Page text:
While the issue’s page numbering INCLUDES ad pages, it goes to page 46…which is much longer than “just” 20-22 pages, so even with ads, it’s roughly a double-sized issue for not much more than a standard-length issue would have been at the time. Considering I paid fifty cents or less for the issue, the time it took to read vs. the amount spent makes it an excellent value; I enjoyed the reading experience, and when adding the time spent writing up this post, means that it’s by far one of the highest-value comics I’ve read in quite awhile, holding/being the focus of my attention for so long.

The Infinity Gauntlet (2015) #1 [Review]

secretwars_infinitygauntlet001Story: Gerry Duggan & Dustin Weaver
Artist: Dustin Weaver
Script: Gerry DUggan
Letterer: Comicraft’s Albert Deschesne
Cover Artist: Dustin Weaver
Production Designer: Idette Winecoor
Assistant Editor: Devin Lewis
Editor: Nick Lowe
Published by: Marvel Comics
Cover Date: July 2015
Cover Price: $3.99

Particularly given my "Thanos kick" this year, and the nostalgia for me of the original The Infinity Gauntlet series from 1991 (and its followups and the evolution/devolution of Thanos across the 24 years since), this one–as a first issue, at least–was a no-brainer for me on picking up.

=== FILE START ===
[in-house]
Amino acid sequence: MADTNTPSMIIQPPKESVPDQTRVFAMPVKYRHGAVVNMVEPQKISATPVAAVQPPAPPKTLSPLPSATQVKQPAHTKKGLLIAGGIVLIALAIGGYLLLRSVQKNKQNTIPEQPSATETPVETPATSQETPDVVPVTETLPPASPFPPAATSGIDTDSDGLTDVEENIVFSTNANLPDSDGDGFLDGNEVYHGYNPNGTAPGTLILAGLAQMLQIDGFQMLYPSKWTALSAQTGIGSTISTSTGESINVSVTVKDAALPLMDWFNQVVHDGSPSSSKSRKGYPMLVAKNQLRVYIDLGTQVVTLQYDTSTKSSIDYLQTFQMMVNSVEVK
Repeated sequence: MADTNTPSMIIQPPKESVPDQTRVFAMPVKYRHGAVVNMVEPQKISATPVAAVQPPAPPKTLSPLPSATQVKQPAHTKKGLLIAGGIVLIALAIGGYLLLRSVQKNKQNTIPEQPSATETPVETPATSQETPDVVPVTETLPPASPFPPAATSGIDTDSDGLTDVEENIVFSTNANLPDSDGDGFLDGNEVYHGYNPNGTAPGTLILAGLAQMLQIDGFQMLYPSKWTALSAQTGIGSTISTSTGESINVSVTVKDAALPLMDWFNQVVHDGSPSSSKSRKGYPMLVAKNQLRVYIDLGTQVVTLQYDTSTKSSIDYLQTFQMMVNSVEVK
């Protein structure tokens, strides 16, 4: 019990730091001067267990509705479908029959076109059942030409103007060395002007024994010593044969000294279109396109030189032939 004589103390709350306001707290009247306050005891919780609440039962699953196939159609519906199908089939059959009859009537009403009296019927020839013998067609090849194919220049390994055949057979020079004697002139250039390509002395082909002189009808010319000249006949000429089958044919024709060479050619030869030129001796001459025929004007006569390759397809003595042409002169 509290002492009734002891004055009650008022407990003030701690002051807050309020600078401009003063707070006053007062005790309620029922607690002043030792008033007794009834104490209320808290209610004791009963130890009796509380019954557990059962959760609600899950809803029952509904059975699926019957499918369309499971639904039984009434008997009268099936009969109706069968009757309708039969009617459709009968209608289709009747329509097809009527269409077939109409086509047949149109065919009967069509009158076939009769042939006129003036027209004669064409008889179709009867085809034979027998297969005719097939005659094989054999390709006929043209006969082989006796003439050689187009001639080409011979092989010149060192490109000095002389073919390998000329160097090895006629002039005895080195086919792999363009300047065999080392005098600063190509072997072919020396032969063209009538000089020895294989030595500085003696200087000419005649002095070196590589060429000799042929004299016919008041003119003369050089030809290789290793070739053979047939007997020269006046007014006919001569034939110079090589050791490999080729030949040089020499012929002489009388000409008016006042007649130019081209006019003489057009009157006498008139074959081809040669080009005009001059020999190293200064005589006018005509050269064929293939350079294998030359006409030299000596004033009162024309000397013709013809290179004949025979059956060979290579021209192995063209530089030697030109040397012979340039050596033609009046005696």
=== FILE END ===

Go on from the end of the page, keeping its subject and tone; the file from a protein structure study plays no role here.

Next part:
I was put off a bit by the Novas on the cover, which I mistakenly saw as a couple generic Novas and the new "Kid Nova" character that replaced the one I knew growing up. Turns out from the interior that I actually would like to see these Novas. I’m also rather put off by what has become an extremely nitpicky sticking-point: the Infinity Gauntlet itself, as I’m most familiar with it, as it was in the ’90s was a left-handed device. Not a right-handed piece, despite recent (the last few years and the Marvel Cinematic Universe) having it as a right-hand thing. I’m not passionate enough on the point to research when the chance actually happened or if it was intentional…I just don’t like it and it bugs me.

The interior, the story of the issue follows a young girl and her family surviving in a dystopian environment. The matriarch of the family disappeared ages earlier, choosing to attempt to protect the world and thus her family by fighting an alien threat before it could hit home. The fact it did leads most of the family to assume the woman’s death, and it’s a point of contention between several characters. While a bit of "hope" is found despite horrific developments, the end of the issue indicates things are about to get much worse.